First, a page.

We cut our loses by finding an overnight destination nearby. There are big plans for tomorrow!
About the DIRT Dad Fundo Pledge for Day Forty-Five—Kyle Bazur-Persing
It was devastating that Kyle and Jenna drove all that way to ride with me, and it didn’t happen. All in all, it worked out for the best. We wouldn’t have had the opportunity to become friends like we did if we were on the bike. Things sometimes happen for a reason.
Here is what Kyle had to say—”It’s all good!”
Amount Raised to Date—$9,069
Thank you, Kyle!
Now off to the home of the DIRT Grandfather, Monroeville, OH!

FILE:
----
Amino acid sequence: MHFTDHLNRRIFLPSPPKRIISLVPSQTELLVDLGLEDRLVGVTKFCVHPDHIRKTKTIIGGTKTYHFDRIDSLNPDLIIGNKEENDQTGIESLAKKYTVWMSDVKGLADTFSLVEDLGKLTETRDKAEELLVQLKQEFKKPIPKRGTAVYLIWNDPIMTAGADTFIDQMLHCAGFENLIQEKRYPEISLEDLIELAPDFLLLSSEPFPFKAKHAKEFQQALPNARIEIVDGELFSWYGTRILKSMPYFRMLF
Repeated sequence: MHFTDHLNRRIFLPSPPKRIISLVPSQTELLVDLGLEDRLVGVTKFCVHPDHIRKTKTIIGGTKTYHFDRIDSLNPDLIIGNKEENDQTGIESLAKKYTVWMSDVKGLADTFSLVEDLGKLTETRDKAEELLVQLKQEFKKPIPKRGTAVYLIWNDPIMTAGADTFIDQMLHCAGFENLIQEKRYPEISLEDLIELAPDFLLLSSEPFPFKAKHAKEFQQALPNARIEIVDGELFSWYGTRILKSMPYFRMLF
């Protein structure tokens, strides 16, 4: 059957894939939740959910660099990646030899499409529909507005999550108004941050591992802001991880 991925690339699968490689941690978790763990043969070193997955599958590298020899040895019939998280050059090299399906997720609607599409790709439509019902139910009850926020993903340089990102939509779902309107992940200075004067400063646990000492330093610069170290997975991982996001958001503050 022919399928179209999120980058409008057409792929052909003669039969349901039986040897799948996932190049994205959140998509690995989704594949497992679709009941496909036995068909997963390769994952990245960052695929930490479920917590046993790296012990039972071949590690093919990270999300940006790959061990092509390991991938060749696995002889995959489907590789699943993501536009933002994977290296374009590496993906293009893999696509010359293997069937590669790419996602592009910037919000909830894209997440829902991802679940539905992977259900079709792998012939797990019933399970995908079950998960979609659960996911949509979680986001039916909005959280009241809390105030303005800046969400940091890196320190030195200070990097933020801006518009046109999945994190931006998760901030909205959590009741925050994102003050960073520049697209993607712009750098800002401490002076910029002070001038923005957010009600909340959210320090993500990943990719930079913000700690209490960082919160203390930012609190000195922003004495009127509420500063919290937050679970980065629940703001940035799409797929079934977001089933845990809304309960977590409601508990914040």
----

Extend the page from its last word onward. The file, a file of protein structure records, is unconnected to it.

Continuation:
Semi-retired as owner and director of his private Orthopedic Physical Therapy practice after over 20 years, Chris is blessed with the freedom to pursue his passion for virtual cycling and writing. On a continual quest to give back to his bike for all the rewarding experiences and relationships it has provided him, he created a non-profit. Chris is committed to helping others with his bike through its work and the pages of his site. In the summer of 2022, he rode 3,900 miles from San Francisco to New York to support the charity he founded, http://www.TheDIRTDadFund.com. His “Gain Cave” resides on the North Fork of Long Island, where he lives with his beautiful wife and is proud of his two independent children.